Scientists discover stability in hybrid photoelectric nanomaterials
A team of Siberian scientists and foreign colleagues calculated the parameters that influence the intensity of the reaction between carbon nanotubes and phthalocyanines—complex nitrogen-containing compounds. Hybrid constructions based on them are considered as new materials for solar cell batteries, sensors and optic devices. The work was published in Applied Surface Science.
Many new materials for photoelectric devices combine two non-organic and organic chemical elements. The first may be represented by carbon nanotubes—hollow cylinders with walls made of hexagons with atoms of carbon at vertexes. The organic part may be comprised of heterocyclic compounds such as phthalocyanines. These substances consist of several carbon rings bound with nitrogen atoms and are able to form complexes with metals. This combination is not arbitrary: Cyclic molecules donate electrons, and carbon nanostructures accept them. Continuous transitions secure electrical conductivity in a photoelectric material.
"One of the issues with hybrids like that is low stability of the chemical bond between the organic and non-organic parts. As a result, phthalocyanines become quite mobile on the surface of carbon nanotubes. This is a disadvantage, as in this case, certain properties are not attributed to the material homogeneously," said Pavel Krasnov, a senior research associate at the Institute for Nanotechnologies, Spectroscopy, and Quantum Chemistry, Siberian Federal University.
In the course of the work, the scientists considered the dependence of nanotubes-phthalocyanines bond stability on a number of parameters, such as diameter and form of the carbon nanostructure, nature of the metal forming a complex with the organic component, and so on. As the result of the quantum-mechanical modeling, the researchers found which parameters should be changed and how to increase bond stability to its maximum.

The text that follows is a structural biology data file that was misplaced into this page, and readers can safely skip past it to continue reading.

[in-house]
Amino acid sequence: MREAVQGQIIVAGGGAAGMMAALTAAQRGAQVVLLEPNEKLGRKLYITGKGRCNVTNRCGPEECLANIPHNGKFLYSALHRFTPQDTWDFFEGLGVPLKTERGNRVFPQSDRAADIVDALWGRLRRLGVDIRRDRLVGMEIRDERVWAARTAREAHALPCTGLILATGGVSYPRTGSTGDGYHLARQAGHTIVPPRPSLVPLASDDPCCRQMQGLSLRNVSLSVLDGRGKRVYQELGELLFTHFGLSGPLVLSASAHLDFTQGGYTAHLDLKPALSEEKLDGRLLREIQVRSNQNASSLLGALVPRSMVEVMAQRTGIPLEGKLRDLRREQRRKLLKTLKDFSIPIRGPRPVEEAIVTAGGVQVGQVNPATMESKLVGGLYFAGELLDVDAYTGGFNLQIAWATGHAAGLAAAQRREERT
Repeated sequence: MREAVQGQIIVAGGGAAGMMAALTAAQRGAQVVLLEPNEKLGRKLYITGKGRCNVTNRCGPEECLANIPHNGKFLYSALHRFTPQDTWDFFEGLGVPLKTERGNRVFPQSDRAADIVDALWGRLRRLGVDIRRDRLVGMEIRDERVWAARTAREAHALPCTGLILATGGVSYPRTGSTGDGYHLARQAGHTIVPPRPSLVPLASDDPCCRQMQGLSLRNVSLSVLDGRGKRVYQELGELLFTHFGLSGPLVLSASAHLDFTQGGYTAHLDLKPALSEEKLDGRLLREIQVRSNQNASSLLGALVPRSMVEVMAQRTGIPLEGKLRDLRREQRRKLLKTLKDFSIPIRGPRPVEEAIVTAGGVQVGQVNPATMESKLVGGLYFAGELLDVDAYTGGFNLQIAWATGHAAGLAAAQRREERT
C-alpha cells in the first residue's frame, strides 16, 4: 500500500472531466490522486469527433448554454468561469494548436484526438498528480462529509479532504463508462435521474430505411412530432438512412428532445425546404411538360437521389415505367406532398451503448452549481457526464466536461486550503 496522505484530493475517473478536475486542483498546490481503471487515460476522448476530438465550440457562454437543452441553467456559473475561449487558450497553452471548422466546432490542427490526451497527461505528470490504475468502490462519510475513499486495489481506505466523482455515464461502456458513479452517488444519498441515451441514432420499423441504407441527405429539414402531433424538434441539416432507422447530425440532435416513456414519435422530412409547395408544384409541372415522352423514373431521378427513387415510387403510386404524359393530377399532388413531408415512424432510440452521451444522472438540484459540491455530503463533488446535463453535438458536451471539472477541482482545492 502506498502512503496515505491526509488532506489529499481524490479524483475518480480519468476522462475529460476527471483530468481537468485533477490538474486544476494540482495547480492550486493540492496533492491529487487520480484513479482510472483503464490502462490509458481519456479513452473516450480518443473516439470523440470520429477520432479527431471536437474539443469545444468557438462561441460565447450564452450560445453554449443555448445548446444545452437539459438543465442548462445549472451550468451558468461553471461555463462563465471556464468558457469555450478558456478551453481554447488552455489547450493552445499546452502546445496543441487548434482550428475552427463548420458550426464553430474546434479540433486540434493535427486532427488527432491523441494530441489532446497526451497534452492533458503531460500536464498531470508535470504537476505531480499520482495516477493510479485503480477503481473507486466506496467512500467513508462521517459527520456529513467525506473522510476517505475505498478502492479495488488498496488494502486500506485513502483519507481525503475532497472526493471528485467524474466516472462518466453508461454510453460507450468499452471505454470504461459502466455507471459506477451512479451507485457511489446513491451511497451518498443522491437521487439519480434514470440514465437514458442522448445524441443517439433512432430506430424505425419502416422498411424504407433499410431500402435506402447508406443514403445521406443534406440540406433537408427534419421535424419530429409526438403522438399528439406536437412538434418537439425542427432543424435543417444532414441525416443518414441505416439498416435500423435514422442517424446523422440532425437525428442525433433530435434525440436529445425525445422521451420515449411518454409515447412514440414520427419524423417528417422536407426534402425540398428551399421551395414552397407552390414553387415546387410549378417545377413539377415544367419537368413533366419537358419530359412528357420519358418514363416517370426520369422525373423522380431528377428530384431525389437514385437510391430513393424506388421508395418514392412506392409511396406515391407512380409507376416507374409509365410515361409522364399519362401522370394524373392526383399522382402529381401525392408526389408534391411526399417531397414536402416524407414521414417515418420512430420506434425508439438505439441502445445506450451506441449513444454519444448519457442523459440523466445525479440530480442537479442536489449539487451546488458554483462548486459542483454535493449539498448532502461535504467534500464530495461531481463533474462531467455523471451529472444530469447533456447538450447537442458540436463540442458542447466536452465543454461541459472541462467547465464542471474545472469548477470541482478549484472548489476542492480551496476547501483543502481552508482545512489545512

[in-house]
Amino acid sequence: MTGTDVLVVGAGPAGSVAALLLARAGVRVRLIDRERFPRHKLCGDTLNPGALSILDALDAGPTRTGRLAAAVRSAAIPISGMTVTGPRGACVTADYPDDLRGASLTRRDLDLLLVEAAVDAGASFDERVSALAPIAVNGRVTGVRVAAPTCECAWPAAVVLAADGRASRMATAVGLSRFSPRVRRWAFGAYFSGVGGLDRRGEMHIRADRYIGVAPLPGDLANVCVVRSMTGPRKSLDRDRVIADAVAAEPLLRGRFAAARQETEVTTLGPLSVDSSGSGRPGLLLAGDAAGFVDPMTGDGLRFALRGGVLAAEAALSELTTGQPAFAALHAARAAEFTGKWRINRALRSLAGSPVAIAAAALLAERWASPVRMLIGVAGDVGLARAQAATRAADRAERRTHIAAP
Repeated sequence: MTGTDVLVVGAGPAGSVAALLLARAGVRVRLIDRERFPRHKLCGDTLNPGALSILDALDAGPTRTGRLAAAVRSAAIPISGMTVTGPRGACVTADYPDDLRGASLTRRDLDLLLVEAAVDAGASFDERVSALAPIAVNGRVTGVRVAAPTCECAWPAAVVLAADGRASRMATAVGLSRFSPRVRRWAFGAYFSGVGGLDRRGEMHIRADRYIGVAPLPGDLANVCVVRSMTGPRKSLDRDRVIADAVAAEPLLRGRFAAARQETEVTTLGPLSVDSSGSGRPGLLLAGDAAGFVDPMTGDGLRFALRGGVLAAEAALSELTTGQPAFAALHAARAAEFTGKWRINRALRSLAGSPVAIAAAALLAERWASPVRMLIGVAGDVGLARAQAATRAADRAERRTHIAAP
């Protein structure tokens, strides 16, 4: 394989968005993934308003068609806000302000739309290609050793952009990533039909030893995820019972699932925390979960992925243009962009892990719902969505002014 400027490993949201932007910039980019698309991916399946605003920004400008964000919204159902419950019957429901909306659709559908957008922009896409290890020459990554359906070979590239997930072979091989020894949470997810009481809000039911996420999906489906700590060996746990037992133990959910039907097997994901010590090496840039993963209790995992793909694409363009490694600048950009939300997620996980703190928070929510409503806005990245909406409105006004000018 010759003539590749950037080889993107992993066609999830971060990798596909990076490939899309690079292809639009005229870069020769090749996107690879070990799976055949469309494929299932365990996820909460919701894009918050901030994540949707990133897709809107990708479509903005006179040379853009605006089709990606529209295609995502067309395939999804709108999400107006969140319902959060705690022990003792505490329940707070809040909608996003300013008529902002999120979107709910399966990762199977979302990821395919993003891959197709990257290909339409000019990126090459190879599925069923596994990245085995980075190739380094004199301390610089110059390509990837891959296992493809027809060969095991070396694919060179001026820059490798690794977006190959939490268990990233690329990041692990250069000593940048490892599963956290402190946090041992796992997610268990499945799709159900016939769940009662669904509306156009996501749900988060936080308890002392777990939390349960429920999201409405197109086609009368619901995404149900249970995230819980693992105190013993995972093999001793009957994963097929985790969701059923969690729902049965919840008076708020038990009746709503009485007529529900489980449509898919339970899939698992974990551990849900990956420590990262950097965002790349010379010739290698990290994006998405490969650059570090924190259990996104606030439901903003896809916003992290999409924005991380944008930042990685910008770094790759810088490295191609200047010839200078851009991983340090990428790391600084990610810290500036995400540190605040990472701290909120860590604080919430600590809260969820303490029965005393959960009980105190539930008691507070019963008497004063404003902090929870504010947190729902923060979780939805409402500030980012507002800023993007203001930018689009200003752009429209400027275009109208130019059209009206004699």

The chemists discovered that the position of a phthalocyanine molecule relative to a tube was an important factor. The strongest bond was observed when a cross-shaped organic molecule "hugged" the cylinder, like a sloth hugging a thick branch. The type of a metal that forms a complex with phthalocyanine also plays an important role: In the cobalt-zinc-copper range the bond strength decreases. Another interesting relation was discovered between the orientation of the grid of hexagons and its size. For nanotubes with diameter less than 10.5 Å (one angstrom is 10-10m), the most stable bond is formed in the case of an "armchair" configuration when the connections of hexagons in the grid that are perpendicular to the axis of the tube are chair-shaped. In case of bigger diameter, the most advantageous shape is "zigzag."
"The discovered relations will help to create target hybrid nanostructures with the highest binding capacity between carbon nanotubes and phthalocyanines. These materials may be used in many areas, but their main purpose is photoelectronics," concludes Pavel Krasnov.